It was great, and at that point, I decided to forgive the preacher for making me feel so uncomfortable earlier on. The massage itself was worth the trip.

Then shower. I am dripping oil. They provided a mixture of green gram powder instead of soap. I didn’t have much faith in it, but it was wonderful in degreasing me. My hair however still has oil and little seeds in it. The two pieces of fabric they give you should not be called towels, and would not dry off a normal size American man. I left with wet hair.

Then lunch. YUCK. There were many Americans and Europeans who were fawning over how good the buffet was. Nope. Bland and yuck. Made for white people. Served with warm jeera (cumin) water. I asked for water but was again served warm jeera water.

Then nothing. If I had looked at the schedule closely, I would have seen a gap. I sat under a tree for two hours waiting for the meditation session, playing games on my phone. I now understand that the place is not meant for a day trip but for longer stays, a week to a month. If you live there for a while, you will have a room to retreat to during that break. I didn’t have that luxury. In 100-degree heat, it isn’t exactly a pleasant moment. But, I kept reminding myself, the massage was worth it, and I had more learning to do in the afternoon. Still no water.

Meditation. I have never done group meditation before. There was five of us, lead by a north Indian man (different body type, different accent). He was chanting commands I couldn’t understand, in a poorly ventilated room, with the ceiling fans turned off, while I was wearing street clothes (I had asked about clothes before coming and was expecting them to provide something more suiting upon arrival). They must have put goat milk in the massage mix (they do it a lot) because I was starting to smell like bad cheese! I am not much of the “let the positive thoughts come it through your nostrils while inhaling and release your negative energies while exhaling” crowd. I got so bored I stopped participating and laid down in the back.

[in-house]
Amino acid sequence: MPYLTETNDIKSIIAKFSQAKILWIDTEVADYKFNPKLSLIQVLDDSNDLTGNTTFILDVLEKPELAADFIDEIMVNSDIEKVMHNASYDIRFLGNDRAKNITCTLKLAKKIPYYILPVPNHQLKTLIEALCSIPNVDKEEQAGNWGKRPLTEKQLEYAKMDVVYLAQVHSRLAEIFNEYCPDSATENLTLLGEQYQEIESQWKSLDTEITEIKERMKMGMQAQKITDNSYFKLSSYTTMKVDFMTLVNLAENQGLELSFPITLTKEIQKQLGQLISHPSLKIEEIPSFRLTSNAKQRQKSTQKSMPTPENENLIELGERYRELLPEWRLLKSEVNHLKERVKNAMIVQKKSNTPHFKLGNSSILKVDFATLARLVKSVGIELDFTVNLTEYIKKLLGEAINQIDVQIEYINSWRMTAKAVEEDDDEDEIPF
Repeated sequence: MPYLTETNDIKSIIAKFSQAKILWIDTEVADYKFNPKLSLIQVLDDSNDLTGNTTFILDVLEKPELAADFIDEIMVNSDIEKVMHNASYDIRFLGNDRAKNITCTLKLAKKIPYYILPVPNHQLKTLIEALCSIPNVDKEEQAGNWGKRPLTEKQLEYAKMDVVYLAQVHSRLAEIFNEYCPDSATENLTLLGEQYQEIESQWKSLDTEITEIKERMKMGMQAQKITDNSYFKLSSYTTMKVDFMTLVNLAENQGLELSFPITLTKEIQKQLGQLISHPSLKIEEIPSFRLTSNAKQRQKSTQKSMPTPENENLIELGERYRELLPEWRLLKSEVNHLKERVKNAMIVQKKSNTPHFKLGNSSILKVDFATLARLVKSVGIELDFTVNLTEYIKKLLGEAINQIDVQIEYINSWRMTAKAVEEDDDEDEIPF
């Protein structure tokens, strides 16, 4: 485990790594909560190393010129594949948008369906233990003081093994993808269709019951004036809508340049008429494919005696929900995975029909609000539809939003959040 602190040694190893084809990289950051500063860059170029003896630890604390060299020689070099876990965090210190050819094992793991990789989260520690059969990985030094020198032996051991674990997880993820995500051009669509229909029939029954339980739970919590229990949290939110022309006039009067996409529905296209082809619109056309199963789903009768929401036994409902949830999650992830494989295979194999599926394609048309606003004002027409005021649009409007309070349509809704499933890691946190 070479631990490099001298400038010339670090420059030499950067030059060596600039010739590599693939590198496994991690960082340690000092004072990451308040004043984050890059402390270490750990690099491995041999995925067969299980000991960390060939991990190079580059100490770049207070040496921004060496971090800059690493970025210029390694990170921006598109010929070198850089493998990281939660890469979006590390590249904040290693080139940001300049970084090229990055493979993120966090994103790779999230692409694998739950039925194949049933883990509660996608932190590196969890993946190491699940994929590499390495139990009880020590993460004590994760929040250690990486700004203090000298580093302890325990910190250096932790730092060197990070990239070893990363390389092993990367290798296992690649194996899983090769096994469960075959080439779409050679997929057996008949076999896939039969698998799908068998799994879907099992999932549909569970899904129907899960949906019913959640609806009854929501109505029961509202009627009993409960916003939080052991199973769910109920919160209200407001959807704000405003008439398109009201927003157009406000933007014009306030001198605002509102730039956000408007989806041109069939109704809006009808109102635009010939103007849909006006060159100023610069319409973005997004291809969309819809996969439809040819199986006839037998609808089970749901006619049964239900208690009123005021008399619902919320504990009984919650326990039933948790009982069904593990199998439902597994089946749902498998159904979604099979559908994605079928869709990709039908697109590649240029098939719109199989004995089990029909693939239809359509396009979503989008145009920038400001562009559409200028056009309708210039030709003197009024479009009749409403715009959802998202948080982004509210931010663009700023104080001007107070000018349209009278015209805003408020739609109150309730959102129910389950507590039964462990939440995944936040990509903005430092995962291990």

Right after that, I had a yoga session with the same man, one on one, and I really liked it. He also showed me pranayama, the yoga breathing techniques. It’s a cross between Lamaze classes and a panting dog, but for the first time, I felt my head cleared of most thoughts and my legs fell asleep!

Then I went home. I didn’t want the herbal tea time, the historical tour of the place, I didn’t want their dinner. I got my extraordinarily expensive pills (capitalism isn’t so bad after all I guess) and jumped in the car.

It was a great experience, but I won’t do it again.  Right now, I am eating the delicious dinner prepared yesterday by our new cook.

Happy birthday to me!

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6 Responses to The vinaigrette experiment

  1. Funke says:

    Great read! Very humorous!! And Happy Birthday, though belated.

  2. Jeanne says:

    Very happy belated birthday! Very much enjoying your blog. Hugs to E.

  3. SM says:

    Happy Belated Birthday! Even though you wouldn’t do the experience, congrats for taking it upon yourself and doing it in the first place. Now answer this, what would E think of that experience? LOL. I think I could guess some of his comments. 🙂